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Cryptocurrency Hedge Fund: We’ll Succeed, Even if Bitcoin Ends Up Defunct

CryptoCoins News, 1/1/0001 12:00 AM PST

Dan Morehead, chief executive officer (CEO) and co-chief investment officer of struggling cryptocurrency hedge fund Pantera Capital, recently claimed that even if bitcoin fails like Pets.com did during the dot-com bubble, the hedge fund would still see investors make money. According to CNBC, Morehead’s reasoning was that cryptocurrencies are revolutionary and here to stay. Using … Continued

The post Cryptocurrency Hedge Fund: We’ll Succeed, Even if Bitcoin Ends Up Defunct appeared first on CCN

'Programming Blockchain' Will Change How You See Bitcoin

CoinDesk, 1/1/0001 12:00 AM PST

Jimmy Song's Programming Blockchain workshop taught me about a lot more than bitcoin.

11 signs you're going to be wealthy, even if it doesn't feel like it

Business Insider, 1/1/0001 12:00 AM PST

binoculars spying watching wealthy

  • Warren Buffett is one of the richest people in the world because he saved and invested — and didn't follow get rich quick schemes.
  • Wealth is attainable to everyone with good financial habits, and you may already be on the right path.
  • Spending less money than you earn, saving for retirement, and investing money are simple ways to become wealthy.

 

Owning bitcoin won't guarantee future wealth — but the right saving and investing strategies will.

At least according to Warren Buffett, who considers cryptocurrency a get-rich-quick scheme. Though chances are slim you'll end up with the multi-billion-dollar fortune Buffett has, there are sensible ways to build wealth without betting on a bubble.

It's hard to put a number on "wealth" because it's personal and it depends on many factors, including where you live. Generally, having wealth means not having to worry about being able to pay your bills and knowing a comfortable retirement at a decent age is feasible.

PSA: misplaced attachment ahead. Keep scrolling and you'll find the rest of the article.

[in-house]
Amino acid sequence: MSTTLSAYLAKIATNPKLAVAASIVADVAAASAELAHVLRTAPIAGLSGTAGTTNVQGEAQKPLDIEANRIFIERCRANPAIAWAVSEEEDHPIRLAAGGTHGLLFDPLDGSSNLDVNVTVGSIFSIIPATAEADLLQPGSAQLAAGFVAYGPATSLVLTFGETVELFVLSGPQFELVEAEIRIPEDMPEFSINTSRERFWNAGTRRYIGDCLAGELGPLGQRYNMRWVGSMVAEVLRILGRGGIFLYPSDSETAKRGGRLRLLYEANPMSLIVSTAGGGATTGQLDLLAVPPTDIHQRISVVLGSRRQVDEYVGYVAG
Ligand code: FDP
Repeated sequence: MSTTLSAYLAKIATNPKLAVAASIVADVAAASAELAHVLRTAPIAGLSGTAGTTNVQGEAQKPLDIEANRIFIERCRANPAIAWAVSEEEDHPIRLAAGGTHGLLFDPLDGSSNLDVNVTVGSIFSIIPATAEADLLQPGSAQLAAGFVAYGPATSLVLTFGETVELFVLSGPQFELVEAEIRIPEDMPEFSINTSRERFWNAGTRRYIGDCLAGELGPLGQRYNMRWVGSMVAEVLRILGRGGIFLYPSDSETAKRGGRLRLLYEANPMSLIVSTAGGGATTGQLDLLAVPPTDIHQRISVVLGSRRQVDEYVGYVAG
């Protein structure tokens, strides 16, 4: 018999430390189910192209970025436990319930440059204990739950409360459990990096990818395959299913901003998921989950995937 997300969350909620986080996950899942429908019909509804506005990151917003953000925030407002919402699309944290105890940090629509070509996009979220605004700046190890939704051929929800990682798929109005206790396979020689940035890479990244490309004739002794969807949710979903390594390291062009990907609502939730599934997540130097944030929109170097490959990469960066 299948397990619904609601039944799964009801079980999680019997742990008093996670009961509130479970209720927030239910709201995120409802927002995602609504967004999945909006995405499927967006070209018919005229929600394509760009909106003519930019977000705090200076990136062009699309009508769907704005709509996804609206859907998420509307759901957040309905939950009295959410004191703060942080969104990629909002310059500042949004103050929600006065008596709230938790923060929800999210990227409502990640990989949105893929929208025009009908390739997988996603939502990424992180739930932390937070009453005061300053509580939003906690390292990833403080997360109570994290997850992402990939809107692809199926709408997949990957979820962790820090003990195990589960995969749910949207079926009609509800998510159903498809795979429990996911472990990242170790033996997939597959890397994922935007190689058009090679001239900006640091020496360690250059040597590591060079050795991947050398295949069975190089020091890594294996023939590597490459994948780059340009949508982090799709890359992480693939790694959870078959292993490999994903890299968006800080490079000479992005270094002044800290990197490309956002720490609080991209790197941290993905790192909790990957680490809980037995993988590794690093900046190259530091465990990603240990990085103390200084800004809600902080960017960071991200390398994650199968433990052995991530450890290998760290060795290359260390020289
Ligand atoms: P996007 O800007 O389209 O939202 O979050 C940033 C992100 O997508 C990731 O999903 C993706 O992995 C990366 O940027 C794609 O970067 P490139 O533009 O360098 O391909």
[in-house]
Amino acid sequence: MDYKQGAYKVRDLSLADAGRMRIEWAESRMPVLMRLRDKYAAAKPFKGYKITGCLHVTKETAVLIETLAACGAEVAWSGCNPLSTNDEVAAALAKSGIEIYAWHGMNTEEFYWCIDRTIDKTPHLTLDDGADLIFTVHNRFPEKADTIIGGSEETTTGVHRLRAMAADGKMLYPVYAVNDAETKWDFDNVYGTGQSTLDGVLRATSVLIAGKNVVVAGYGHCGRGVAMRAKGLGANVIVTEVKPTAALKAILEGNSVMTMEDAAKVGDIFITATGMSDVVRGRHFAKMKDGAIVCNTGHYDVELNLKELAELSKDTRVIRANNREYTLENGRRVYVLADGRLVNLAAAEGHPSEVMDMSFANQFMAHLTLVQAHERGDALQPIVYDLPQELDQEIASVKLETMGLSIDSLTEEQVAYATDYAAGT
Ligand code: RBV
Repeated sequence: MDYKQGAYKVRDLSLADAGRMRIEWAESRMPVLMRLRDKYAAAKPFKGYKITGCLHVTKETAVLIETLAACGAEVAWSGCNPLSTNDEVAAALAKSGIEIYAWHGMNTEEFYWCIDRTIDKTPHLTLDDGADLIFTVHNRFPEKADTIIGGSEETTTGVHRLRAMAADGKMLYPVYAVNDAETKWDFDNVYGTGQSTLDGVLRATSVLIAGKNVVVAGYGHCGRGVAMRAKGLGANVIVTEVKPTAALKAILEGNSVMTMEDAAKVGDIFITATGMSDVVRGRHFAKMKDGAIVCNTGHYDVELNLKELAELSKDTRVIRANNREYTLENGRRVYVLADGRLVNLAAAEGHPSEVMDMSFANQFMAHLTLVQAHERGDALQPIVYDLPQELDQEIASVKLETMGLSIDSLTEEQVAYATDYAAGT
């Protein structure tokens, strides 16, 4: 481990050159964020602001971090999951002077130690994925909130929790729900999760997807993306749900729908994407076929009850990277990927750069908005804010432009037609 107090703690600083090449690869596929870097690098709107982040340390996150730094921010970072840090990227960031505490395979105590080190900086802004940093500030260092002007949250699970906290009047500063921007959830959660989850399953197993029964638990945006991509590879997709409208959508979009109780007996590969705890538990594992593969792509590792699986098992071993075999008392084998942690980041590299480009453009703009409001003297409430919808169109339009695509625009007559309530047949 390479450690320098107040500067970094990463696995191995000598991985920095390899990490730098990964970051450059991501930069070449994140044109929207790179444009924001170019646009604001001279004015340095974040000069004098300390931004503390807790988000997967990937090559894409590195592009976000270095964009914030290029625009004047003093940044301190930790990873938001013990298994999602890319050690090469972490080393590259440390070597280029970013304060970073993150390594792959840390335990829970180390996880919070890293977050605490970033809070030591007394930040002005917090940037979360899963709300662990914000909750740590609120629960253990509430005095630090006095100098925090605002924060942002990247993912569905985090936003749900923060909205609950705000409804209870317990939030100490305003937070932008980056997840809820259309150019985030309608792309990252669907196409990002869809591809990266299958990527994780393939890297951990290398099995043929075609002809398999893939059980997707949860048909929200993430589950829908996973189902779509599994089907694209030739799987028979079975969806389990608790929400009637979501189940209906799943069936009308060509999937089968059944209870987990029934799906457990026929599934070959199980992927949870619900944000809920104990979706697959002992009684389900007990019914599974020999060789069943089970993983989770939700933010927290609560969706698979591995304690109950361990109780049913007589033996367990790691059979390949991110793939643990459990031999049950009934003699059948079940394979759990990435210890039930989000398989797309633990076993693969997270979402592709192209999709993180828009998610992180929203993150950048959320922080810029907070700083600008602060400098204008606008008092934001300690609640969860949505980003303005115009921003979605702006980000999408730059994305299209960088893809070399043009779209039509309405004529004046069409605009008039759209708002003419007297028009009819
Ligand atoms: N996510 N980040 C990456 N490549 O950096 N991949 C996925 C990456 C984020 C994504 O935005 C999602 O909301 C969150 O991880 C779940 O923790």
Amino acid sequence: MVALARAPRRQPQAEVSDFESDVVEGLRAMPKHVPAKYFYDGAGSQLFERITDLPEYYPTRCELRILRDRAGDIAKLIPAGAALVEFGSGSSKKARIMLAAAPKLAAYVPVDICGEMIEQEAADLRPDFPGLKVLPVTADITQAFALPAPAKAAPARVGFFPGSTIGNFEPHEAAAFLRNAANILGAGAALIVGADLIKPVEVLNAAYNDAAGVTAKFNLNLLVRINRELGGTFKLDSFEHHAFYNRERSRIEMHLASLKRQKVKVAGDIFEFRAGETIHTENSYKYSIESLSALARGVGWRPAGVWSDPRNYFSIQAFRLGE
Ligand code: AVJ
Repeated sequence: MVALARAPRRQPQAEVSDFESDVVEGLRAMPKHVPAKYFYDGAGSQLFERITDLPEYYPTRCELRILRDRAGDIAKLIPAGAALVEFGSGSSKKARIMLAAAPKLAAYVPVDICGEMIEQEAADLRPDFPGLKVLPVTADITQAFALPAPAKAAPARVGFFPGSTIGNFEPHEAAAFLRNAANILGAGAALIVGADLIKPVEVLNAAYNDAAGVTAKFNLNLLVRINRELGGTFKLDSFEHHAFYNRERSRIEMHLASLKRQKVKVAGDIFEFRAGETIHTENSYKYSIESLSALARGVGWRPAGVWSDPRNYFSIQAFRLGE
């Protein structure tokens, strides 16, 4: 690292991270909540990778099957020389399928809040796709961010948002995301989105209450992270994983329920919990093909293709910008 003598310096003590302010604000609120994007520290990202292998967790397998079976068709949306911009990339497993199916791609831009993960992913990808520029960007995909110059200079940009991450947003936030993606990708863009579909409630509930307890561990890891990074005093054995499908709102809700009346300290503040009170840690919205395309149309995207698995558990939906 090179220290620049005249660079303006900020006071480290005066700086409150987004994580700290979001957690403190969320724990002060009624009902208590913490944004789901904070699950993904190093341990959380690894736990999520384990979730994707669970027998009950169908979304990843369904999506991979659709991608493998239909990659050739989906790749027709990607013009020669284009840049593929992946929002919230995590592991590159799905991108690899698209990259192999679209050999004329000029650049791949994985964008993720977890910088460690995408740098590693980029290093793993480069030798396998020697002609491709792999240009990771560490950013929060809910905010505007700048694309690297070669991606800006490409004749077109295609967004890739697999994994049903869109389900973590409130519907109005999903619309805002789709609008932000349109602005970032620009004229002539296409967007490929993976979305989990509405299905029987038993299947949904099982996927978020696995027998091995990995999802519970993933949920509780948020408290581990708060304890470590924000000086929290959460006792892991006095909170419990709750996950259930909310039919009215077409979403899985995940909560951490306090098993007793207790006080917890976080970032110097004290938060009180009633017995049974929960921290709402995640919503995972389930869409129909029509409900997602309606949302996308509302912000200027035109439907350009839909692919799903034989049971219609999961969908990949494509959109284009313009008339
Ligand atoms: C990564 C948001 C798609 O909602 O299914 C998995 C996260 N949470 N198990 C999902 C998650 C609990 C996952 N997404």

These 11 indicators are easy to follow and will help you build wealth — whatever that means to you. Even better, a lot of these tips go hand-in-hand and require little work or maintenance.

If you are already following this advice, congratulations! You are on the road to being wealthy.

SEE ALSO: Building wealth starts with out-thinking your emotions — here are 5 mental traps standing in your way

DON'T MISS: 10 US cities that make it easier to build wealth thanks to savings in one key area

You started saving for retirement as soon as you started working.

A portion of every paycheck — including the first one when you start working — should be set aside for savings.

Retirement may seem like a long way down the line when you first start your career, but the wait will be even longer if you don't prepare. Saving as early as possible triggers compound interest and can lead to a huge difference in the long run.



You always make loan payments on time and in full.

Whether its a student loan or a mortgage, it is best to make all payments in full and on time. Paying off less and missing loan payments will end up costing more in the long run.

Business Insider's Áine Cain has some tips on how to pay off student loan debt in your 20s — including paying before the grace period, using auto-pay, and prioritizing loan payments.



You clip coupons and look for good deals.

Just because you can afford to shop at Whole Foods or your hip local market doesn't mean you should, especially if you want to end up wealthy.